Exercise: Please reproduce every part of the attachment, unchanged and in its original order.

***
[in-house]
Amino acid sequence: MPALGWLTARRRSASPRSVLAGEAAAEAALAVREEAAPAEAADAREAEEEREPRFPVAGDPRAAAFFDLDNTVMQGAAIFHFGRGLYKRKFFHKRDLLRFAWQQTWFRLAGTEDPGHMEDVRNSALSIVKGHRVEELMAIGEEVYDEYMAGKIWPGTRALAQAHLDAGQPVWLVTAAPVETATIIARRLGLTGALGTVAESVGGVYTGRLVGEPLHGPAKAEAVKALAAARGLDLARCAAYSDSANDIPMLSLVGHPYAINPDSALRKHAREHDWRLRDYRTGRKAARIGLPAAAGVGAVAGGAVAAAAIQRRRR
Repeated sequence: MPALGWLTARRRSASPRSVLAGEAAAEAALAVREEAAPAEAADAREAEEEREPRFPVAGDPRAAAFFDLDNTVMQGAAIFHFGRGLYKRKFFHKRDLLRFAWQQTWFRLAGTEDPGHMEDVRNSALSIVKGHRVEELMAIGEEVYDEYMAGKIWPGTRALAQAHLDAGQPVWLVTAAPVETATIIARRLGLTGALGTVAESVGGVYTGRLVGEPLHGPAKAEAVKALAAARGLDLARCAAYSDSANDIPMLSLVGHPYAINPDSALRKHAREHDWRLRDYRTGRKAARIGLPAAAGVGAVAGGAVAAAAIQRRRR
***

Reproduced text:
[in-house]
Amino acid sequence: MPALGWLTARRRSASPRSVLAGEAAAEAALAVREEAAPAEAADAREAEEEREPRFPVAGDPRAAAFFDLDNTVMQGAAIFHFGRGLYKRKFFHKRDLLRFAWQQTWFRLAGTEDPGHMEDVRNSALSIVKGHRVEELMAIGEEVYDEYMAGKIWPGTRALAQAHLDAGQPVWLVTAAPVETATIIARRLGLTGALGTVAESVGGVYTGRLVGEPLHGPAKAEAVKALAAARGLDLARCAAYSDSANDIPMLSLVGHPYAINPDSALRKHAREHDWRLRDYRTGRKAARIGLPAAAGVGAVAGGAVAAAAIQRRRR
Repeated sequence: MPALGWLTARRRSASPRSVLAGEAAAEAALAVREEAAPAEAADAREAEEEREPRFPVAGDPRAAAFFDLDNTVMQGAAIFHFGRGLYKRKFFHKRDLLRFAWQQTWFRLAGTEDPGHMEDVRNSALSIVKGHRVEELMAIGEEVYDEYMAGKIWPGTRALAQAHLDAGQPVWLVTAAPVETATIIARRLGLTGALGTVAESVGGVYTGRLVGEPLHGPAKAEAVKALAAARGLDLARCAAYSDSANDIPMLSLVGHPYAINPDSALRKHAREHDWRLRDYRTGRKAARIGLPAAAGVGAVAGGAVAAAAIQRRRR